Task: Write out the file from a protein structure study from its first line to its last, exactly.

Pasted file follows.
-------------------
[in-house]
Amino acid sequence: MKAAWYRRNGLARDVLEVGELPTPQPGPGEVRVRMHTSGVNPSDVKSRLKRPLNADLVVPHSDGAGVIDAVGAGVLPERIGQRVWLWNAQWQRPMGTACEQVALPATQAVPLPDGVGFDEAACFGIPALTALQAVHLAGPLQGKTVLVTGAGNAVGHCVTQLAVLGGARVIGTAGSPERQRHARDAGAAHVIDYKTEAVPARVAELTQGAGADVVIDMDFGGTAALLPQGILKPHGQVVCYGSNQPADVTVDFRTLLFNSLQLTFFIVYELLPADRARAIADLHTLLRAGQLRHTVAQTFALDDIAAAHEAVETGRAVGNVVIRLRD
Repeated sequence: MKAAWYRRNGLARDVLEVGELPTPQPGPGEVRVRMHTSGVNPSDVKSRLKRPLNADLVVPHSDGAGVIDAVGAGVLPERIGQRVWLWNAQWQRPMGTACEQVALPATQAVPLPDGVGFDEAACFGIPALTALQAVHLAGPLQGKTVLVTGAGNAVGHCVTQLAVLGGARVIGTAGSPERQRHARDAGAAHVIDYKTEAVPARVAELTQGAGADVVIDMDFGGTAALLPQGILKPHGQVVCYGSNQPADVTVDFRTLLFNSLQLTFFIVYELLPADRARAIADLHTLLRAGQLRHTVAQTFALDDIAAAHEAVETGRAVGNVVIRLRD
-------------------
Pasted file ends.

[in-house]
Amino acid sequence: MKAAWYRRNGLARDVLEVGELPTPQPGPGEVRVRMHTSGVNPSDVKSRLKRPLNADLVVPHSDGAGVIDAVGAGVLPERIGQRVWLWNAQWQRPMGTACEQVALPATQAVPLPDGVGFDEAACFGIPALTALQAVHLAGPLQGKTVLVTGAGNAVGHCVTQLAVLGGARVIGTAGSPERQRHARDAGAAHVIDYKTEAVPARVAELTQGAGADVVIDMDFGGTAALLPQGILKPHGQVVCYGSNQPADVTVDFRTLLFNSLQLTFFIVYELLPADRARAIADLHTLLRAGQLRHTVAQTFALDDIAAAHEAVETGRAVGNVVIRLRD
Repeated sequence: MKAAWYRRNGLARDVLEVGELPTPQPGPGEVRVRMHTSGVNPSDVKSRLKRPLNADLVVPHSDGAGVIDAVGAGVLPERIGQRVWLWNAQWQRPMGTACEQVALPATQAVPLPDGVGFDEAACFGIPALTALQAVHLAGPLQGKTVLVTGAGNAVGHCVTQLAVLGGARVIGTAGSPERQRHARDAGAAHVIDYKTEAVPARVAELTQGAGADVVIDMDFGGTAALLPQGILKPHGQVVCYGSNQPADVTVDFRTLLFNSLQLTFFIVYELLPADRARAIADLHTLLRAGQLRHTVAQTFALDDIAAAHEAVETGRAVGNVVIRLRD